# rottraj

Generate trajectories between orientation rotation matrices

## Syntax

``[R,omega,alpha] = rottraj(r0,rF,tInterval,tSamples)``
``[R,omega,alpha] = rottraj(r0,rF,tInterval,tSamples,Name,Value)``

## Description

example

````[R,omega,alpha] = rottraj(r0,rF,tInterval,tSamples)` generates a trajectory that interpolates between two orientations, `r0` and `rF`, with points based on the time interval and given time samples.```
````[R,omega,alpha] = rottraj(r0,rF,tInterval,tSamples,Name,Value)` specifies additional parameters using `Name,Value` pair arguments.```

## Examples

collapse all

Define two quaternion waypoints to interpolate between.

```q0 = quaternion([0 pi/4 -pi/8],'euler','ZYX','point'); qF = quaternion([3*pi/2 0 -3*pi/4],'euler','ZYX','point');```

Specify a vector of times to sample the quaternion trajectory.

`tvec = 0:0.01:5;`

Generate the trajectory. Plot the results.

```[qInterp1,w1,a1] = rottraj(q0,qF,[0 5],tvec); plot(tvec,compact(qInterp1)) title('Quaternion Interpolation (Uniform Time Scaling)') xlabel('t') ylabel('Quaternion Values') legend('W','X','Y','Z')``` Define two rotation matrix waypoints to interpolate between.

```r0 = [1 0 0; 0 1 0; 0 0 1]; rF = [0 0 1; 1 0 0; 0 0 0];```

Specify a vector of times to sample the quaternion trajectory.

`tvec = 0:0.1:1;`

Generate the trajectory. Plot the results using `plotTransforms`. Convert the rotation matrices to quaternions and specify zero translation. The figure shows all the intermediate rotations of the coordinate frame.

```[rInterp1,w1,a1] = rottraj(r0,rF,[0 1],tvec); rotations = rotm2quat(rInterp1); zeroVect = zeros(length(rotations),1); translations = [zeroVect,zeroVect,zeroVect]; plotTransforms(translations,rotations) xlabel('X') ylabel('Y') zlabel('Z')``` ## Input Arguments

collapse all

Initial orientation, specified as a 3-by-3 rotation matrix or `quaternion` object. The function generates a trajectory that starts at the initial orientation, `r0`, and goes to the final orientation, `rF`.

Example: ```quaternion([0 pi/4 -pi/8],'euler','ZYX','point');```

Data Types: `single` | `double`

Final orientation, specified as a 3-by-3 rotation matrix or `quaternion` object. The function generates a trajectory that starts at the initial orientation, `r0`, and goes to the final orientation, `rF`.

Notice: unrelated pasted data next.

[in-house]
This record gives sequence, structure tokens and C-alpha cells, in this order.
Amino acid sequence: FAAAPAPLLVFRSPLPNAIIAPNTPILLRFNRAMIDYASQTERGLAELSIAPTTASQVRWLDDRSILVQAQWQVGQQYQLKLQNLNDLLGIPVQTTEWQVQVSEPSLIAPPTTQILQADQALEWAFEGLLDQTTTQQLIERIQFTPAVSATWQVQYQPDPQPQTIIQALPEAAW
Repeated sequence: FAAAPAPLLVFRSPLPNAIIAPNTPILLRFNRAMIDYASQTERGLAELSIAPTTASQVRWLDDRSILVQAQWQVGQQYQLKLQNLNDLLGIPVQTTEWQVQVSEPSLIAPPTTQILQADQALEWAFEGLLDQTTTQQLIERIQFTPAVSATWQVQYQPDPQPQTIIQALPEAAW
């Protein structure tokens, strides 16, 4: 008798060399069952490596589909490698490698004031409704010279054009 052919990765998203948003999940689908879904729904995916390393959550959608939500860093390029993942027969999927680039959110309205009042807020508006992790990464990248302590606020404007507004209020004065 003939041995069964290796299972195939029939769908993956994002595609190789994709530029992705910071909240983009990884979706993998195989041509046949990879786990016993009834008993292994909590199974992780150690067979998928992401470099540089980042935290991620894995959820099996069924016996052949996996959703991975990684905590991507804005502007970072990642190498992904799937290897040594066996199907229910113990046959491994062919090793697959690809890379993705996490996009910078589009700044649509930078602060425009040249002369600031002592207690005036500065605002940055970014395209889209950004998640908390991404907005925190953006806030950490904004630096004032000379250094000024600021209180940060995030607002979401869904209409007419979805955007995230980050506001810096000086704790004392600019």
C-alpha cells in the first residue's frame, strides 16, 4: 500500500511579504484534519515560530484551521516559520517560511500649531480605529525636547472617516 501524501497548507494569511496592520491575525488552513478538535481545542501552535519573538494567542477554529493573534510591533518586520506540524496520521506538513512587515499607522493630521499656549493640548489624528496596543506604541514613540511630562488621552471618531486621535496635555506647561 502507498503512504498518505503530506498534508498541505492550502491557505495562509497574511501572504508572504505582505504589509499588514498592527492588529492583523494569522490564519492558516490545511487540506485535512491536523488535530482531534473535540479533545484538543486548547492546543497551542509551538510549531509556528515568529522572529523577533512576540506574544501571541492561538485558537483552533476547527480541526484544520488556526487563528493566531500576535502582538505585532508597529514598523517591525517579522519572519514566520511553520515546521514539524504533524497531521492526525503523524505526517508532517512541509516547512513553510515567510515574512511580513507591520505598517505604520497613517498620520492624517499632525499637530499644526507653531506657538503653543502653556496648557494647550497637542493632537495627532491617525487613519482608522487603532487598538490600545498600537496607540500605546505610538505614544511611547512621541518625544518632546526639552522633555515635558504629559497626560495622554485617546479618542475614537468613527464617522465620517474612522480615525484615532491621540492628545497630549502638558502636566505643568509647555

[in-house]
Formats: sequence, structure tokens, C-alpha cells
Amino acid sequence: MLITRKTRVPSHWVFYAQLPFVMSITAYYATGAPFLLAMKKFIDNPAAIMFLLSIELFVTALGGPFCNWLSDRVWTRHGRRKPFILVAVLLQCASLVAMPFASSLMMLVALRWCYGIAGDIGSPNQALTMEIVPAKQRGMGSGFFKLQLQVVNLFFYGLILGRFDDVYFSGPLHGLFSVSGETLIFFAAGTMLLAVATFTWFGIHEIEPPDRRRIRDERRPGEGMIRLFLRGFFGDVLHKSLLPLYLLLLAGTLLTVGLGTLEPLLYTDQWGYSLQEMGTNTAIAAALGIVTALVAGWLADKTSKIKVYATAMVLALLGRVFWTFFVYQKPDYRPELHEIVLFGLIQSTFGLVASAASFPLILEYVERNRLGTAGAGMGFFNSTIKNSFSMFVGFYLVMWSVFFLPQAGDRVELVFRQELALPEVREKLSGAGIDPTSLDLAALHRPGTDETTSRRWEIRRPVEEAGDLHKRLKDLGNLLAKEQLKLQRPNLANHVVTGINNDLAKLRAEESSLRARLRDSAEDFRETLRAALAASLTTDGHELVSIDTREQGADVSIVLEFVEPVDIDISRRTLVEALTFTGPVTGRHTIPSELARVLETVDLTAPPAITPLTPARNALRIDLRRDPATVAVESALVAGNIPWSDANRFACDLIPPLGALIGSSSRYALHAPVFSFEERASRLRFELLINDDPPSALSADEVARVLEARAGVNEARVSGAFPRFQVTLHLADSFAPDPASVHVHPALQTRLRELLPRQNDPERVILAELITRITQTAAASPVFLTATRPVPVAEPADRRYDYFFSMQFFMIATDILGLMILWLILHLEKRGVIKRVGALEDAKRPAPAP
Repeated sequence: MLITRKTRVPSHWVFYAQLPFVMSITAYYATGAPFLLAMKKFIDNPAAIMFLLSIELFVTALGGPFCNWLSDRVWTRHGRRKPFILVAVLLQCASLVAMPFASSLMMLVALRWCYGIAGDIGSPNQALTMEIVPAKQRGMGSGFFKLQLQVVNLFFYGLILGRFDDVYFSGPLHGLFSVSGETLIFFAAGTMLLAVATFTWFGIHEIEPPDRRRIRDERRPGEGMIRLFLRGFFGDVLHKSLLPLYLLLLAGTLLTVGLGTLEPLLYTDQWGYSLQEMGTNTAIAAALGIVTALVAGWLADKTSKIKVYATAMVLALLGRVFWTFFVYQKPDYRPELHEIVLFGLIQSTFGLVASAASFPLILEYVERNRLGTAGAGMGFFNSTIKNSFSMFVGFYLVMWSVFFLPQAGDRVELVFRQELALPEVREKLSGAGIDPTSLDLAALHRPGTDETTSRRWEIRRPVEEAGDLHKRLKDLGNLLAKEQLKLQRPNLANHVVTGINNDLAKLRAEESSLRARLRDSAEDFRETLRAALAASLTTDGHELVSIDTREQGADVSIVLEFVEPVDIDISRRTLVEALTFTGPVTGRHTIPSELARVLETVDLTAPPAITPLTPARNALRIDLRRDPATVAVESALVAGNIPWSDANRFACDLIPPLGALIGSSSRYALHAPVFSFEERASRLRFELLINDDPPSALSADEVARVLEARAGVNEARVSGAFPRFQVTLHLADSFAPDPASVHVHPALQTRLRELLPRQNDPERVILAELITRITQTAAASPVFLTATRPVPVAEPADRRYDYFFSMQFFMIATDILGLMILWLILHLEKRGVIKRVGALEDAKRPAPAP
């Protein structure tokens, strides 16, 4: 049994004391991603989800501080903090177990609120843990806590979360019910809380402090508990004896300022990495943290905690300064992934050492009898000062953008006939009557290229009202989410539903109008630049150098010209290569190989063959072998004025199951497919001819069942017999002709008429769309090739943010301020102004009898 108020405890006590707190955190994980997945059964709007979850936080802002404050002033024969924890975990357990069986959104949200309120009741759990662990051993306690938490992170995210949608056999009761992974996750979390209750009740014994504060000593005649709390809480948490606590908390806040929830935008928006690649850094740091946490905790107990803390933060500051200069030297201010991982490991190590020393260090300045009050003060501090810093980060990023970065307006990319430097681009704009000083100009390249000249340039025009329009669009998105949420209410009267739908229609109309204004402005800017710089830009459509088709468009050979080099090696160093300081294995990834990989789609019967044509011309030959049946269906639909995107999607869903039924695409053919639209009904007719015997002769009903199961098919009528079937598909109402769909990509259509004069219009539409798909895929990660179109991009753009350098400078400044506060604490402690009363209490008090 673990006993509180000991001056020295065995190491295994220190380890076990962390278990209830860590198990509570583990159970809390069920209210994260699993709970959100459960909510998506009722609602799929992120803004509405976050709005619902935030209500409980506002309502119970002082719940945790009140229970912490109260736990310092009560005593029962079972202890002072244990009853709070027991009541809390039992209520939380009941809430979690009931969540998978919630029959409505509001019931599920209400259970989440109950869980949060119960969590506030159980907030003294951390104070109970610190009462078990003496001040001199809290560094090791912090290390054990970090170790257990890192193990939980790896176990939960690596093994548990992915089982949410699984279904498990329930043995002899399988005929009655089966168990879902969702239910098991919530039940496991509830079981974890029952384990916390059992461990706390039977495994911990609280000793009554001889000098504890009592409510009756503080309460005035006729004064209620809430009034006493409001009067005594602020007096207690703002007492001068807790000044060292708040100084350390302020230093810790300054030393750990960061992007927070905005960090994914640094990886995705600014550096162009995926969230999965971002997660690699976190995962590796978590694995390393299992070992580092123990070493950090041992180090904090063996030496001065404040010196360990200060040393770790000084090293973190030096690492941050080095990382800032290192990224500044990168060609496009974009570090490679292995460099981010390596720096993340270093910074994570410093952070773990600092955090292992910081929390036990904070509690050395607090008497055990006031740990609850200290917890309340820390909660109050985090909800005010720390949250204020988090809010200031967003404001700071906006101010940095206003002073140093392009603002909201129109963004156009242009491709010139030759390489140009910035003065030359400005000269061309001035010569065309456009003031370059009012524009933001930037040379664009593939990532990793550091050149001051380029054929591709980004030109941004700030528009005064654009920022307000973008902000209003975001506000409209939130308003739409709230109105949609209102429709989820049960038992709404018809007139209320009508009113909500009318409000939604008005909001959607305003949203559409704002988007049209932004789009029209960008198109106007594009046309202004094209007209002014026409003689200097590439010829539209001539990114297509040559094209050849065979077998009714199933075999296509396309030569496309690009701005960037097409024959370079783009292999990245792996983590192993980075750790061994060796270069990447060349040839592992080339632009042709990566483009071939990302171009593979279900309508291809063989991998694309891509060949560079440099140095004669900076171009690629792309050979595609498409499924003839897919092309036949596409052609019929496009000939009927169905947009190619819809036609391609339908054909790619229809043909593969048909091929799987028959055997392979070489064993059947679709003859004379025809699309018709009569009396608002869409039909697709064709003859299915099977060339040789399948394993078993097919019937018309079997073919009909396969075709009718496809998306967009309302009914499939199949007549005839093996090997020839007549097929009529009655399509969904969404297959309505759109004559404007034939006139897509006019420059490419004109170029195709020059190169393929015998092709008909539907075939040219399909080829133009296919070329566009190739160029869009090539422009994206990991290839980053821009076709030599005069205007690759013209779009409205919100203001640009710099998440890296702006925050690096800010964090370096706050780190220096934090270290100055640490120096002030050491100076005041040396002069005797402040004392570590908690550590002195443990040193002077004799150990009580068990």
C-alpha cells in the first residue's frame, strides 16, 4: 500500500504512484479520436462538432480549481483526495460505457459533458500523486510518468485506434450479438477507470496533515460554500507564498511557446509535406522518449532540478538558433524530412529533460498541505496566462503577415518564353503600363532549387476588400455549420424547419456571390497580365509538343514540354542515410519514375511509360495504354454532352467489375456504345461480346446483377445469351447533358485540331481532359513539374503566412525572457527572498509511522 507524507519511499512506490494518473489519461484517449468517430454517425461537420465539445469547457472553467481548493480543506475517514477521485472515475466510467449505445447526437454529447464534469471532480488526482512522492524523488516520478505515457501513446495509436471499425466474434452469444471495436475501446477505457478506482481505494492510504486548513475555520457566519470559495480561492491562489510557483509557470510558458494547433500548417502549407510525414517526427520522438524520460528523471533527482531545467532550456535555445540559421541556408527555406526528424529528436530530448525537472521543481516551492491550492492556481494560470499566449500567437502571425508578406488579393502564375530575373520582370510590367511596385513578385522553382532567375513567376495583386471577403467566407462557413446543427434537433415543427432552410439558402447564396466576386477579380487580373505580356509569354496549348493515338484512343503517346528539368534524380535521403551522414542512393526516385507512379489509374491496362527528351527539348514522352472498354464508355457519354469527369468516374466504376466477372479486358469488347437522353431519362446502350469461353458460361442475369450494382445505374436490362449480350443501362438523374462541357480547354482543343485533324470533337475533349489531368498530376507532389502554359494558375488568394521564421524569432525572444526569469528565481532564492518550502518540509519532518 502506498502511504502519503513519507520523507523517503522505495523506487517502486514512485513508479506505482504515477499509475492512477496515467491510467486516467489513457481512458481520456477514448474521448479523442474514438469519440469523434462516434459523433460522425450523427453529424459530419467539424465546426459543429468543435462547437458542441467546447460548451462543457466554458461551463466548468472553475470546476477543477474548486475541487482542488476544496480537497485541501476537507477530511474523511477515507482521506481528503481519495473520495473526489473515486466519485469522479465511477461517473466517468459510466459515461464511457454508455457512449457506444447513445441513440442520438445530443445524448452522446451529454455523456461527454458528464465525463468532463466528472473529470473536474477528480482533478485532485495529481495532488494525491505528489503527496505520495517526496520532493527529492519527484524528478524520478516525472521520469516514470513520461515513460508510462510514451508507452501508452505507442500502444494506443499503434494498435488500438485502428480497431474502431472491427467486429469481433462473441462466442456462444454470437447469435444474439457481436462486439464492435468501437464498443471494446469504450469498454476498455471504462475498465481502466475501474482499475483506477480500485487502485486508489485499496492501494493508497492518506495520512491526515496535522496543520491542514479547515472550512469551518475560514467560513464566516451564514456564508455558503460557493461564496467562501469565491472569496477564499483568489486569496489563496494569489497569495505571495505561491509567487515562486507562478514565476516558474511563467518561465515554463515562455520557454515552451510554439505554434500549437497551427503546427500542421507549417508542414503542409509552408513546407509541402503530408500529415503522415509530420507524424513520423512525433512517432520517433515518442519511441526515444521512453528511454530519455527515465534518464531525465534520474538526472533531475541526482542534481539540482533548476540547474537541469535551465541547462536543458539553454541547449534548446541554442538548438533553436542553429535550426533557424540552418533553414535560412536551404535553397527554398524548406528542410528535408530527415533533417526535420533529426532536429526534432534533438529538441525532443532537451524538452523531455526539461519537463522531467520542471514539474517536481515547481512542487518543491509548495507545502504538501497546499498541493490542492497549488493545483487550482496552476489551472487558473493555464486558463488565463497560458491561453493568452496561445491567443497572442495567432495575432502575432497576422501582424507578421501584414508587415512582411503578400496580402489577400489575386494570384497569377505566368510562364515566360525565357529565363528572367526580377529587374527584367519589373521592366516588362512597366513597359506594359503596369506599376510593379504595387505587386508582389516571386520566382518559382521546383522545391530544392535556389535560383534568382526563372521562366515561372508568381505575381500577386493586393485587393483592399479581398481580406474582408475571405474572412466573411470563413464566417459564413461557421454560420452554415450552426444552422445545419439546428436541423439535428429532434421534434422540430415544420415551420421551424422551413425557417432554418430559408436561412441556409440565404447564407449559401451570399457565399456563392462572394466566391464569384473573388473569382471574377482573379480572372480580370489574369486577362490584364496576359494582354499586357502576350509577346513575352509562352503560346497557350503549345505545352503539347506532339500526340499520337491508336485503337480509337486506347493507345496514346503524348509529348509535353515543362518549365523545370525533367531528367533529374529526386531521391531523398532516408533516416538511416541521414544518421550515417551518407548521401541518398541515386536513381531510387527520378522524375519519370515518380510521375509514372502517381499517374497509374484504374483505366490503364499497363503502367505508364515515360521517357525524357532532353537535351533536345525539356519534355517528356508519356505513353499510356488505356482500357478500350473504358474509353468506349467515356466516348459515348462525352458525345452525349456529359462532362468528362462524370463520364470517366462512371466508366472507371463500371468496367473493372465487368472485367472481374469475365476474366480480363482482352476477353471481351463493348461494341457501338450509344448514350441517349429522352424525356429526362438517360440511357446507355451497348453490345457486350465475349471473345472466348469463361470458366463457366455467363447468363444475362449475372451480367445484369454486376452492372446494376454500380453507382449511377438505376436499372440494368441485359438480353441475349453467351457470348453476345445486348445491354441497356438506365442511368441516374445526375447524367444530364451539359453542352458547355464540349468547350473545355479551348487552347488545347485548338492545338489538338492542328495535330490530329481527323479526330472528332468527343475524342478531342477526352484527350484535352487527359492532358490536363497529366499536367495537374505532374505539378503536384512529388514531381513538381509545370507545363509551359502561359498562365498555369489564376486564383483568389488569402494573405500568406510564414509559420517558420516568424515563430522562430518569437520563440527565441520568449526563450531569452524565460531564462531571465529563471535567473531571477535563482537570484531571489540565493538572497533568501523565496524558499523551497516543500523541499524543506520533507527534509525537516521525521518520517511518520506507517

Example: ```quaternion([3*pi/2 0 -3*pi/4],'euler','ZYX','point')```

Data Types: `single` | `double`

Start and end times for the trajectory, specified as a two-element vector.

Example: `[0 10]`

Data Types: `single` | `double`

Time samples for the trajectory, specified as an m-element vector. The output trajectory, `rotVector`, is a vector of orientations.

Example: `0:0.01:10`

Data Types: `single` | `double`

### Name-Value Pair Arguments

Specify optional comma-separated pairs of `Name,Value` arguments. `Name` is the argument name and `Value` is the corresponding value. `Name` must appear inside quotes. You can specify several name and value pair arguments in any order as `Name1,Value1,...,NameN,ValueN`.

Example: `'TimeScaling',[0 1 2; 0 1 0; 0 0 0]`

Time scaling vector and the first two derivatives, specified as the comma-separated pair of `'TimeScaling'` and a 3-by-m vector, where m is the length of `tSamples`. By default, the time scaling is a linear time scaling between the time points in `tInterval`.

For a nonlinear time scaling, specify the values of the time points in the first row. The second and third rows are the velocity and acceleration of the time points, respectively. For example, to follow the path with a linear velocity to the halfway point, and then jump to the end, the time-scaling would be:

```s(1,:) = [0 0.25 0.5 1 1 1] % Position s(2,:) = [1 1 1 0 0 0] % Velocity s(3,:) = [0 0 0 0 0 0] % Acceleration```

Data Types: `single` | `double`

## Output Arguments

collapse all

Orientation trajectory, returned as a 3-by-3-by-m rotation matrix array or `quaternion` object array, where m is the number of points in `tSamples`. The output type depends on the inputs from `r0` and `rF`.

Orientation angular velocity, returned as a 3-by-m matrix, where m is the number of points in `tSamples`.

Orientation angular acceleration, returned as a 3-by-m matrix, where m is the number of points in `tSamples`

## Limitations

• When specifying your `r0` and `rF` input arguments as a 3-by-3 rotation matrix, they are converted to a `quaternion` object before interpolating the trajectory . If your rotation matrix does not follow a right-handed coordinate system or does not have a direct conversion to quaternions, this conversion may result in different initial and final rotations in the output trajectory.